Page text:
Safe Routes to Schools, TEA21 Re-Authorization, MO Rep. Sam Graves

I (Brent Hugh) recently wrote Sam Graves, Missouri Representative from the 6th District (which includes Liberty & St. Joseph) about supporting the inclusion of "Safe Routes to Schools" in the TEA21 re-authorization. You may know that this has been proposed recently and seems to have some substantial support.

Graves is a member of the Transportation and Infrastructure Committee and so is very involved in the TEA-21 re-authorization question.

I received a reply from Graves just yesterday (dated September 25th, 2002). It included the following interesting tidbits:

"As you may know, Congress enacted the Transportation Equity Act for the 21st Century Act (TEA-2 1) in 1998. A federal funding formula known as the Revenue Aligned Budget Authority (RABA) mechanism guaranteed minimum levels of funding for infrastructure projects. The RABA mechanism determines how much of the collected gas tax in the Highway Trust Fund would be returned to the states. Essentially, RABA was calculated using previously collected gas taxes and projected gas tax revenue. While the mechanism returned record amounts to the states at the height of the economic boom, an economic slowdown has returned the actual funding to lower numbers. These lower numbers limit which programs receive federal funding.

"As a member of the Transportation and Infrastructure Committee, I look forward to working on the reauthorization of TEA-21 in 2003. First, I will support stable funding levels for our infrastructure and will fight to ensure that the Highway Trust Fund is used solely for transportation projects, as it was intended. I also will give attention to trail programs that will ensure the safety of pedestrians."

My comments:

1. This explains why federal funds have become harder to get recently.

2. It sounds as though Graves would oppose things like recreational bicycle trails funded by TEA21's successor. He may have other things in mind when he says "ensure that the Highway Trust Fund is used solely for transportation projects", but I'll bet (although he doesn't say so explicitly) that the multi-use trail funding is high on his list of non-transportation projects.

3. This could be an opportunity for bicyclists to push for a higher proportion of Highway Trust Funds to be used for on-road bicycle plans and on-road improvements that help bicycling. Under TEA21 the proportion has been something like 70% or 80% of the bicycling-related money towards multi-use trails (which, let's face it, mostly tend to be recreational in nature) and the rest for on-road projects. Personally, I would like to see the proportion changed and approximately reversed. I think more money put into making streets more bicycle-friendly would get more people riding, for the simple reason that streets already go close to where most people live and trails never will.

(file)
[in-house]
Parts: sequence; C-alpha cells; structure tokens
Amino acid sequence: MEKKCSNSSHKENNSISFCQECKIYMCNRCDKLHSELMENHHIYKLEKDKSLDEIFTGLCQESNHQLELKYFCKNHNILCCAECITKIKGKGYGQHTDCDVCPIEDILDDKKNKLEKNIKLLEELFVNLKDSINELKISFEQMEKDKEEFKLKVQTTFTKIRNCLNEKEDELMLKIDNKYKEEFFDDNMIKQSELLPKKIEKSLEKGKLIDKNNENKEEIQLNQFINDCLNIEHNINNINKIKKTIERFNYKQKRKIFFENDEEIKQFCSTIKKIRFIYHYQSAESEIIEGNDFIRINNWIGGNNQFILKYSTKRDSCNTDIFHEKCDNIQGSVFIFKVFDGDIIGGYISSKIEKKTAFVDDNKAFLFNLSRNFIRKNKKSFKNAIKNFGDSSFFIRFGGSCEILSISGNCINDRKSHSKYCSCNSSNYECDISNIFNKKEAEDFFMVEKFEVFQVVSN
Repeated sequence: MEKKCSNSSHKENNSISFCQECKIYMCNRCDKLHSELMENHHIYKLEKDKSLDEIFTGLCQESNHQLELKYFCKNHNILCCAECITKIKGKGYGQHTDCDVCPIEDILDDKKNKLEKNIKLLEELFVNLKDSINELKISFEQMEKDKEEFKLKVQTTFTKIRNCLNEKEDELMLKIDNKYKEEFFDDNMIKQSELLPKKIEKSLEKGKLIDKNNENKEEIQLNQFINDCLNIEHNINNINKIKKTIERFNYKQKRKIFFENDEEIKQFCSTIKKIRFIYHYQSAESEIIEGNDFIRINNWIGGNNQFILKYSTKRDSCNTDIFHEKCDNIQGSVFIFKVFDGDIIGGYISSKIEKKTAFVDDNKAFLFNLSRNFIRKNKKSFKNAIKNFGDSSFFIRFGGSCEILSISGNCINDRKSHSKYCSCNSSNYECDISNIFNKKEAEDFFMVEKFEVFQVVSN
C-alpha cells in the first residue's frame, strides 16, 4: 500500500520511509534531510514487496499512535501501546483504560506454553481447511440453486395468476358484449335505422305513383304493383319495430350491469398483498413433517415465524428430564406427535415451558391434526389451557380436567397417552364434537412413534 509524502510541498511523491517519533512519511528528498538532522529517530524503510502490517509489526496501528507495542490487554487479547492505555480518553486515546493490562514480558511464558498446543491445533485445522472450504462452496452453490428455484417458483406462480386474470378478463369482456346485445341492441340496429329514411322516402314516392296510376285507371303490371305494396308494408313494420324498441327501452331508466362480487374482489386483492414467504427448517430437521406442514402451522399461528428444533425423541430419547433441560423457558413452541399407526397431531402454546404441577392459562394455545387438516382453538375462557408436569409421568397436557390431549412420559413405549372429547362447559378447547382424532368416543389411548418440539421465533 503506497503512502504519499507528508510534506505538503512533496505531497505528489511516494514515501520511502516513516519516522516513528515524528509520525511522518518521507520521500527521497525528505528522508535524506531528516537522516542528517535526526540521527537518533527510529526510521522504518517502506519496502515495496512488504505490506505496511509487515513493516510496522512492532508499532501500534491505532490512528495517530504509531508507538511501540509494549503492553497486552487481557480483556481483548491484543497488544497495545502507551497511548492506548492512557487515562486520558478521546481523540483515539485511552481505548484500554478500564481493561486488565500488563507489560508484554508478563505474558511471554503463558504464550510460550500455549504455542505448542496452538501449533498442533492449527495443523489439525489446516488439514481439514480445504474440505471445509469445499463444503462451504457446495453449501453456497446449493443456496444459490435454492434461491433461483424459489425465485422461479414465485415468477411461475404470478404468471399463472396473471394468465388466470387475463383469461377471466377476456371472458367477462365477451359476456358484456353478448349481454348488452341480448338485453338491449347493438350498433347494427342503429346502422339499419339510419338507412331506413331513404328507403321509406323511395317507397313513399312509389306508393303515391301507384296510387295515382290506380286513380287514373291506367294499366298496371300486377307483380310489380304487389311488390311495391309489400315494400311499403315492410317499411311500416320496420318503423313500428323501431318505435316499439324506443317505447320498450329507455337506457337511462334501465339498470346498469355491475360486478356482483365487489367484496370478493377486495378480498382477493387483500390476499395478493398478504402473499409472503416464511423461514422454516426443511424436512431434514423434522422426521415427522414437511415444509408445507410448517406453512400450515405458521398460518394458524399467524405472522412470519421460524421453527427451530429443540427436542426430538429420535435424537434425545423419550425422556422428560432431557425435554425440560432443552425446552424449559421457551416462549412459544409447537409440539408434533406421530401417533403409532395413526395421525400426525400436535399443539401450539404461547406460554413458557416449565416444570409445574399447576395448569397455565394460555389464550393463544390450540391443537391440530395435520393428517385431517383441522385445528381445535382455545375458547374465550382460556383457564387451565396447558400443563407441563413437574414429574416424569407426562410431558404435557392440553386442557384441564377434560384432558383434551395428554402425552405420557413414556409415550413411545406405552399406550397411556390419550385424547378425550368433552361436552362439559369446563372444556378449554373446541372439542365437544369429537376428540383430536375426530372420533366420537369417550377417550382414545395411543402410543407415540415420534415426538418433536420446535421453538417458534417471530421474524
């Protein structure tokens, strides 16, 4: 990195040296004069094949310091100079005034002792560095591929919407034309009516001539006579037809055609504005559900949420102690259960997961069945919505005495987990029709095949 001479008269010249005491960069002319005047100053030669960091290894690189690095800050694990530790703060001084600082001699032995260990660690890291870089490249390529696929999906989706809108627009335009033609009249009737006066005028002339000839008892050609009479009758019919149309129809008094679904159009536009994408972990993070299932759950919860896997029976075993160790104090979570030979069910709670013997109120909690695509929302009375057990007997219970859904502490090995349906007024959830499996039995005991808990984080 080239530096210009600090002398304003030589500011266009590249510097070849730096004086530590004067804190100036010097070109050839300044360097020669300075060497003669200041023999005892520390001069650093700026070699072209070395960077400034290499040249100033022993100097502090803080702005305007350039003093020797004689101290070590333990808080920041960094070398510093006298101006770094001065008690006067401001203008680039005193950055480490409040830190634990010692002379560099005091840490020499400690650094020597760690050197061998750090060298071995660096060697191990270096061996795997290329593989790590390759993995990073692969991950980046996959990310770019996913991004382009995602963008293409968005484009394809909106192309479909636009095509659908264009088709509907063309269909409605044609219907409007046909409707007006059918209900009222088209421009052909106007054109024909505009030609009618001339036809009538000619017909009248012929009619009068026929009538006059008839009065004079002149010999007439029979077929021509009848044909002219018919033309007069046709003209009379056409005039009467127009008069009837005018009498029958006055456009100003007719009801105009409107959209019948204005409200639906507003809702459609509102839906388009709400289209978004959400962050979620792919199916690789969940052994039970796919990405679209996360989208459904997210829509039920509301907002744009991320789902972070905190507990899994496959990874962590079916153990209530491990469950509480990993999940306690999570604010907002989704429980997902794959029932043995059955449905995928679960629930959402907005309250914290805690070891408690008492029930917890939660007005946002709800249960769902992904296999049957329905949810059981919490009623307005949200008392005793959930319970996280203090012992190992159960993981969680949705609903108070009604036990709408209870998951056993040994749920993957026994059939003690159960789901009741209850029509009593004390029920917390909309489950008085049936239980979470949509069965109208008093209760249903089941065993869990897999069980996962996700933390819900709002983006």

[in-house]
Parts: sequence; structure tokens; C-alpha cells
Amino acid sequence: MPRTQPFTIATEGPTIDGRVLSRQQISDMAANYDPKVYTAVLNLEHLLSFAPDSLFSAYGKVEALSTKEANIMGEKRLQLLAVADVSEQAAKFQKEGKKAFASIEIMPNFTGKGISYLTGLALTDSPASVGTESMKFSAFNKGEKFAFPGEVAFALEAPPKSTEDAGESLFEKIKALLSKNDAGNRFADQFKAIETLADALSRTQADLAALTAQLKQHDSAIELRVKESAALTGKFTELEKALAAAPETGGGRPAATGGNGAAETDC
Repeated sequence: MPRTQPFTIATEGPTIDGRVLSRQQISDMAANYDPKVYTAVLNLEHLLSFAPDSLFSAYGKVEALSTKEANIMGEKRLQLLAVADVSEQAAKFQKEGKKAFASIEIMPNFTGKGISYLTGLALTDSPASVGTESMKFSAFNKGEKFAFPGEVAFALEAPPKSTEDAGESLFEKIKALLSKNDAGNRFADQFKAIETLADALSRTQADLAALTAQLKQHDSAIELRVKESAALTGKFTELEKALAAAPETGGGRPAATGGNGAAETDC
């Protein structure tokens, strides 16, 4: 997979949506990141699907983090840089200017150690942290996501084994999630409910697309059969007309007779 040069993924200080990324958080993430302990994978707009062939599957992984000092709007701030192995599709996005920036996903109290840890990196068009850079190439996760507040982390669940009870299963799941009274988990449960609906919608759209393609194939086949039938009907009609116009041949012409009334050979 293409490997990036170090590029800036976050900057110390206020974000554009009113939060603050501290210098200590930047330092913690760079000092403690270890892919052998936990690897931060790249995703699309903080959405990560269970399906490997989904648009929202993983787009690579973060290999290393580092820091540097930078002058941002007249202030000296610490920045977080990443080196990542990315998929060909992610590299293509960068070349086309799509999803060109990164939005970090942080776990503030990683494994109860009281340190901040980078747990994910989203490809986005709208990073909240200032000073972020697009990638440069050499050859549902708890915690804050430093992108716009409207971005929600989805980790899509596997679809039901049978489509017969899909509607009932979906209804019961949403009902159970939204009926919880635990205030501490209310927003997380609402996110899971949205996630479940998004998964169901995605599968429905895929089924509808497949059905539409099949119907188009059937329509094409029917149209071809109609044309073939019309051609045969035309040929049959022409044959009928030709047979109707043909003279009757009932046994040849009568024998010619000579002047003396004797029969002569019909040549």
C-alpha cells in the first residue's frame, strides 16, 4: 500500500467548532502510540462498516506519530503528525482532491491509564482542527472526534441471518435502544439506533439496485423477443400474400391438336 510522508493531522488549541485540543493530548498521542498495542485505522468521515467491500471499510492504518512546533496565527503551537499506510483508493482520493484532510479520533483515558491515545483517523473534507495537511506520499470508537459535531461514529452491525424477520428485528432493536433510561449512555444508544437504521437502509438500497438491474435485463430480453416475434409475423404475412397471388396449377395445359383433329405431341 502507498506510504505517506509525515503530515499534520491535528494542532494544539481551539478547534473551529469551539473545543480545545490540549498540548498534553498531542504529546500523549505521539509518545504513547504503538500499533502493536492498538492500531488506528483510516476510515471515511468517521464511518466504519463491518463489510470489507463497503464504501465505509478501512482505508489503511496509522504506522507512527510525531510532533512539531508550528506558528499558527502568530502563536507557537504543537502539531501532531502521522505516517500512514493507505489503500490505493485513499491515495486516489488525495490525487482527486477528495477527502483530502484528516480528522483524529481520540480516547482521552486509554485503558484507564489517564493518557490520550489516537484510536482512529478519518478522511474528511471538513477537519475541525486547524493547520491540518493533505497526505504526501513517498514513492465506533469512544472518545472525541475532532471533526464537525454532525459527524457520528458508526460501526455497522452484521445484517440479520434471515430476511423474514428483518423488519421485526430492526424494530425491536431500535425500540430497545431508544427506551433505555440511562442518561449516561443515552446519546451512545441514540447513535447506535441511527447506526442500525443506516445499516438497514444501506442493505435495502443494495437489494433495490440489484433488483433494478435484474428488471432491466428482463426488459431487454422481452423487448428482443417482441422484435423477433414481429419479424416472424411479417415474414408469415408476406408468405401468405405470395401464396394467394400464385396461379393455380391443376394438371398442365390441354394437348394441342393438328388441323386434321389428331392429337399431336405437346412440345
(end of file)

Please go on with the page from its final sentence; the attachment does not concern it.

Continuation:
The rationales for changing the funding proportions to favor on-road projects would be:

a. On road bicycle projects serve a transportational purpose (thus diffusing the arguments of those like Graves who argue that gas tax funds should be used solely for transportation). Bicycling is already a more popular transportation choice than mass transit, so it is a real, legitimate transportation alternative and deserves funding at least on par with mass transit funding.

b. More bicycling helps reduce congestion (another transportational purpose).

c. On major roads, almost all bicycle-related improvements are also improvements from the motorist's perspective: wider, smoother, cleaner roads with good shoulders, greater separation between autos and pedestrians (because there is a bicycle lane, shoulder, or wide curb lane giving more space between sidewalk and motor vehicle travel lane), and so on.

[By the way, please don't cast me as a "trail-hater", because I'm not. We can have that discussion another day, but in short my position is: Both have their place; the proportion between them in a transportation funding package should be different than it has been.]

4. To make "Safe Routes to Schools" really helpful for bicyclists will require it to be written carefully with input from bicycle advocacy organizations--"the devil is in the details". But, in general, and hoping that the details turn out right, I think bicyclists should support the "Safe Routes to Schools" proposal in the TEA21 re-authorization, for these reasons.

a. "Safe Routes to Schools" helps cast bicycle-related improvements in terms of a clear and very popular transportation purpose: getting kids safely to and from school. This helps both in terms of helping make bicycling a viable transportation choice in the U.S. and in getting a powerful coalition of parents, teachers, and schools on "our side".

b. Routes from home to school, in every city and town throughout the entire country, encompasses a tremendous number of streets and roads. Imagine all those roads as being made bicycle-friendly! As is the case with current TEA21 projects, nothing will force communities to participate in the Safe Routes to Schools project. But this federal funding will give communities a powerful funding incentive to join the Safe Routes to Schools program and make streets and roads throughout their communities more bicycle- (and pedestrian-) friendly.

c. Bicycle advocates have long noted the decline in child and teen bicycling in the U.S. Safe Routes to Schools could be a powerful way to get more kids (and their parents) out there walking and biking. This can only be good for the future of bicycling.

--Brent Hugh